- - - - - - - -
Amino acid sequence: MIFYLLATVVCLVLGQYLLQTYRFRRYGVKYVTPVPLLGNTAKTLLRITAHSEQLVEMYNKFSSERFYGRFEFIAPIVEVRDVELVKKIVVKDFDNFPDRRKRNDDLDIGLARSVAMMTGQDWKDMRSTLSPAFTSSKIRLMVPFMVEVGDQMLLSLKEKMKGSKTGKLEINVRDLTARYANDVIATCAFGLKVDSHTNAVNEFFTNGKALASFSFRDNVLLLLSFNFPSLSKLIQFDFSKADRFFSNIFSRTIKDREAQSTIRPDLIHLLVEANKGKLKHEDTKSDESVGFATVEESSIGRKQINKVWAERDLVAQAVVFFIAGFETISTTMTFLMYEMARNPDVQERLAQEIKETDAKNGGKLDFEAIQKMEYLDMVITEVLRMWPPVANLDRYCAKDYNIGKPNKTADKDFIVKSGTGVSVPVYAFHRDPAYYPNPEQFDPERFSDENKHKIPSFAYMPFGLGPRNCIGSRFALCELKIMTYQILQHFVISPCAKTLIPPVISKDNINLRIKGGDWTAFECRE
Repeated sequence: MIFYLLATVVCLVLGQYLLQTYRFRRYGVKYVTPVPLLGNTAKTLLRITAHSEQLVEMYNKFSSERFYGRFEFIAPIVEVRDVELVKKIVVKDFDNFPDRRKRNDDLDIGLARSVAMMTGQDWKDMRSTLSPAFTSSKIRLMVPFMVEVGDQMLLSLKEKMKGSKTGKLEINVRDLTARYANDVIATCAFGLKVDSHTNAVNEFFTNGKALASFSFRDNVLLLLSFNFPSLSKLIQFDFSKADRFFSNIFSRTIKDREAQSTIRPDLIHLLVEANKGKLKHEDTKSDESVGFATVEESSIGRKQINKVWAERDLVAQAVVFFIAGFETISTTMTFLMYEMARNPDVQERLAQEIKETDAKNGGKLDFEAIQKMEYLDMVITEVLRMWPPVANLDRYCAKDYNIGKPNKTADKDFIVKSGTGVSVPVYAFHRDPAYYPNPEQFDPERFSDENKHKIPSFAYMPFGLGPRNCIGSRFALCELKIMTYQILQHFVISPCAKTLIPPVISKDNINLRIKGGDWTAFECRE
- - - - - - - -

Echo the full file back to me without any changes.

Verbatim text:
Amino acid sequence: MIFYLLATVVCLVLGQYLLQTYRFRRYGVKYVTPVPLLGNTAKTLLRITAHSEQLVEMYNKFSSERFYGRFEFIAPIVEVRDVELVKKIVVKDFDNFPDRRKRNDDLDIGLARSVAMMTGQDWKDMRSTLSPAFTSSKIRLMVPFMVEVGDQMLLSLKEKMKGSKTGKLEINVRDLTARYANDVIATCAFGLKVDSHTNAVNEFFTNGKALASFSFRDNVLLLLSFNFPSLSKLIQFDFSKADRFFSNIFSRTIKDREAQSTIRPDLIHLLVEANKGKLKHEDTKSDESVGFATVEESSIGRKQINKVWAERDLVAQAVVFFIAGFETISTTMTFLMYEMARNPDVQERLAQEIKETDAKNGGKLDFEAIQKMEYLDMVITEVLRMWPPVANLDRYCAKDYNIGKPNKTADKDFIVKSGTGVSVPVYAFHRDPAYYPNPEQFDPERFSDENKHKIPSFAYMPFGLGPRNCIGSRFALCELKIMTYQILQHFVISPCAKTLIPPVISKDNINLRIKGGDWTAFECRE
Repeated sequence: MIFYLLATVVCLVLGQYLLQTYRFRRYGVKYVTPVPLLGNTAKTLLRITAHSEQLVEMYNKFSSERFYGRFEFIAPIVEVRDVELVKKIVVKDFDNFPDRRKRNDDLDIGLARSVAMMTGQDWKDMRSTLSPAFTSSKIRLMVPFMVEVGDQMLLSLKEKMKGSKTGKLEINVRDLTARYANDVIATCAFGLKVDSHTNAVNEFFTNGKALASFSFRDNVLLLLSFNFPSLSKLIQFDFSKADRFFSNIFSRTIKDREAQSTIRPDLIHLLVEANKGKLKHEDTKSDESVGFATVEESSIGRKQINKVWAERDLVAQAVVFFIAGFETISTTMTFLMYEMARNPDVQERLAQEIKETDAKNGGKLDFEAIQKMEYLDMVITEVLRMWPPVANLDRYCAKDYNIGKPNKTADKDFIVKSGTGVSVPVYAFHRDPAYYPNPEQFDPERFSDENKHKIPSFAYMPFGLGPRNCIGSRFALCELKIMTYQILQHFVISPCAKTLIPPVISKDNINLRIKGGDWTAFECRE